Foro (bird)

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Temporal range: Early Eocene (Ypresian-Lutetian)
Scientific classification
Kingdom: Animalia
Phylum: Chordata
Class: Aves
Subclass: Neornithes
Infraclass: Neoaves
Order: incertae sedis see text
Family: Foratidae (disputed)
Genus: Foro
Species: F. panarium
Binomial name
Foro panarium

Foro panarium is an extinct bird of disputed taxonomic status that lived during the early to mid-Eocene around the Ypresian-Lutetian boundary, some 48 million years ago. F. panarium is known from fossils found in the Green River Formation of Wyoming.

F. panarium relationships are unknown. It is sometimes placed in a distinct family Foratidae. It may or may not be related to the Cuculiformes (including turacos) and is sometimes seen as a "missing link" between the cuckoos and/or turacos and the puzzling Hoatzi of Amazonia. The latter might be related to any number of different modern birds however; its affinities constitute a major ornithological enigma.

In addition, the Eocene genus Hoatzi from Argentina has been allied to both the Hoatzin and Foro and even been considered congeneric with the latter.[citation needed] What is certain is that the Cuculiformes, especially the turacos, are among the likelier candidates for the Hoatzin's closest living relatives. There is an ancestral hoatzin, Hoazinoides, from the Early or Middle Miocene of Colombia,[1] which would at least not contradict the assumption that Foro panarium was an ancient member of the Hoatzin lineage[2] or its predecessor. On the other hand, it has been proposed that the Hoatzin belongs to a highly distinct clade of (probably) Cretaceous origin, the Metaves. As nothing certain about the evolutionary history of the Hoatzin lineage throughout the Paleogene is known at all, F. panarium cannot support or contradict this hypothesis either.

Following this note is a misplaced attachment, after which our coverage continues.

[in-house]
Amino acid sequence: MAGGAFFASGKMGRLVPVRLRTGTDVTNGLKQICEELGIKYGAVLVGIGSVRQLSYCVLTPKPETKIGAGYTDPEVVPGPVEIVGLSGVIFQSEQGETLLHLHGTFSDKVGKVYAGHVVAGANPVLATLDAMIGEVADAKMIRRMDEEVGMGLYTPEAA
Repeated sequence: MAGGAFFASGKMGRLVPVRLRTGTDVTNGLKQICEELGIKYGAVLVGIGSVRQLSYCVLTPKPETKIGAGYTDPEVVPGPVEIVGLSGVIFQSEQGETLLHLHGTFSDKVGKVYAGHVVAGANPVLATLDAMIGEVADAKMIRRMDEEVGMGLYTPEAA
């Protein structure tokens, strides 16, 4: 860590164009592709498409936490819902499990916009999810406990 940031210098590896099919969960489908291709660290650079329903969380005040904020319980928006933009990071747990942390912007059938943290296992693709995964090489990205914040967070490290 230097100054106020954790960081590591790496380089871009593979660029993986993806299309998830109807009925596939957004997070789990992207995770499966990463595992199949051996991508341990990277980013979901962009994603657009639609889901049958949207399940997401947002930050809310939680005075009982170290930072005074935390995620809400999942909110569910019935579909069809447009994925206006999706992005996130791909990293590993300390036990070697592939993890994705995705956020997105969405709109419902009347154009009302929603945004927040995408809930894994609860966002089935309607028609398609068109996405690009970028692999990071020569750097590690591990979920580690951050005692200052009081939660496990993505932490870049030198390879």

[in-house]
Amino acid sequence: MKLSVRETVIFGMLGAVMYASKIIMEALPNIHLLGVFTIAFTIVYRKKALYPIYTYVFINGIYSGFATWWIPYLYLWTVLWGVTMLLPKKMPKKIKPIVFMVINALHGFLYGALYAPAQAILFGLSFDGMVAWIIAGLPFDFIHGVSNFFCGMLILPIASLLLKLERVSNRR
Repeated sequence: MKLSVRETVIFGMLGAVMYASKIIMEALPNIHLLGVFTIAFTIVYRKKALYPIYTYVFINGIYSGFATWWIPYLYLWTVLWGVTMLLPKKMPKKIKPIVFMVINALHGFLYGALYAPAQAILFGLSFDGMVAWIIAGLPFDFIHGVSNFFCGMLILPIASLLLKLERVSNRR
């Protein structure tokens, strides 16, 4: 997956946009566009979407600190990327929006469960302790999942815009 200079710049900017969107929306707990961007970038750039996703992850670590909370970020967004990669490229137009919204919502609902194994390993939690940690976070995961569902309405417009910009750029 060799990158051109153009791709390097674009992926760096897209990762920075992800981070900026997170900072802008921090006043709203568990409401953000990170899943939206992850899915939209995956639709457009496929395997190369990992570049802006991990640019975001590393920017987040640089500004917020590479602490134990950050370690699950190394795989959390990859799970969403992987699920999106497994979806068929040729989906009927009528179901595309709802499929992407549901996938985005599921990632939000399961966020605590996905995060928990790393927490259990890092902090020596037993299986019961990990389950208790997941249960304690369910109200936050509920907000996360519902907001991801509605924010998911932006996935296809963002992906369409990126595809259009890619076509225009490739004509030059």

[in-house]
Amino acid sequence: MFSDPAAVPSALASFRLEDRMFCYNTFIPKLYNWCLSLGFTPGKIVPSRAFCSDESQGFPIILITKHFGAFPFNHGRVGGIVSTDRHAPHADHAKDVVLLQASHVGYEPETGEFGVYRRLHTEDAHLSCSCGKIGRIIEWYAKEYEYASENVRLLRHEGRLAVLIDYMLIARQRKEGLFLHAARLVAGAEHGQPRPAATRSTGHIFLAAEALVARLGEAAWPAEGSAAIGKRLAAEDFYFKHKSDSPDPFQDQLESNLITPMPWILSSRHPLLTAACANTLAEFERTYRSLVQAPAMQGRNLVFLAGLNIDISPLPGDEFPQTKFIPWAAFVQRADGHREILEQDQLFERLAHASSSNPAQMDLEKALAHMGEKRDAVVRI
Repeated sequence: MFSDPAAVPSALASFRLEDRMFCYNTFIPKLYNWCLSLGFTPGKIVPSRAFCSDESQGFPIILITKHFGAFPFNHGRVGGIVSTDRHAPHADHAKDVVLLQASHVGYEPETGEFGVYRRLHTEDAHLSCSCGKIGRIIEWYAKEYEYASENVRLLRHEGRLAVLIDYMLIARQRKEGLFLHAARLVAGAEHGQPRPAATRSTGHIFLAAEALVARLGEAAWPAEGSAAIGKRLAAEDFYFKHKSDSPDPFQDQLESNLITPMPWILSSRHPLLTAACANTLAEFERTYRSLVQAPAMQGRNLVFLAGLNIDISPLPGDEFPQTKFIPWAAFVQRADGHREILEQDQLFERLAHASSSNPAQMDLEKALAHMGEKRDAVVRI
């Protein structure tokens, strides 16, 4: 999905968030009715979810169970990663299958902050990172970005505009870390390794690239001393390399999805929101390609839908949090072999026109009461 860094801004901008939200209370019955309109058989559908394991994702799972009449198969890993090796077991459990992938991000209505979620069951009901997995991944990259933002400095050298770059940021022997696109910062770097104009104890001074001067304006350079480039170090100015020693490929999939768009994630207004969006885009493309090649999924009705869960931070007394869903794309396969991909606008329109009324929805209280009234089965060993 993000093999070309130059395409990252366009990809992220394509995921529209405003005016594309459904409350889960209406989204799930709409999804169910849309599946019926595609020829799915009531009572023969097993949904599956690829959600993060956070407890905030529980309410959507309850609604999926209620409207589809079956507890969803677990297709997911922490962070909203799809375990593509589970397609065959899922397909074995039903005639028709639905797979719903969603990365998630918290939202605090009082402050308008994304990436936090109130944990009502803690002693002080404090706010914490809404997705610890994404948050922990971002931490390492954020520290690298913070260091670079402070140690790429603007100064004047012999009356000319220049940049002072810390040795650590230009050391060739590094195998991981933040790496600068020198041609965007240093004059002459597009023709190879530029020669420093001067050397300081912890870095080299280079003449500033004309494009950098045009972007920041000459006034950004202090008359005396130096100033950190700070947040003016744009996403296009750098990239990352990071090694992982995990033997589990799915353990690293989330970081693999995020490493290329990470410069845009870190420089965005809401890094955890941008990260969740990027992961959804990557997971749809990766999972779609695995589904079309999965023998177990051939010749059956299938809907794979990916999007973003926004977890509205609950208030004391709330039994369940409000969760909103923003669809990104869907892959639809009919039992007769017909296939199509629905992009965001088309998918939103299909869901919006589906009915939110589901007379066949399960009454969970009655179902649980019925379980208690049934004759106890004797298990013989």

What can be said is that Foro, with its stocky body and rather weak flight apparatus was in all likelihood a bird that did not fly vast distances. Consequently, it is not very likely that it is congeneric with Hoatzi, as North and South America were still separate by some 1,600 km (990 mi) of shallow seas and the Central American island arc when these birds lived, and seem to have shared only strong-flying and highly migratory genera such as seabirds. Being able to fly at all would still enable even a rather sedentary bird lineage to spread across all of the Americas by then of course; Foro and Hoatzi seem to be distinct genera, but nonetheless in some way related and possibly quite closely so.


  1. ^ Miller, A. H. 1953. A fossil hoatzin from the Miocene of Colombia. Auk 70:484–489.
  2. ^ And in this case probably best considered a basal Opisthocomiformes - or maybe Cuculiformes - and not a distinct family for the time being.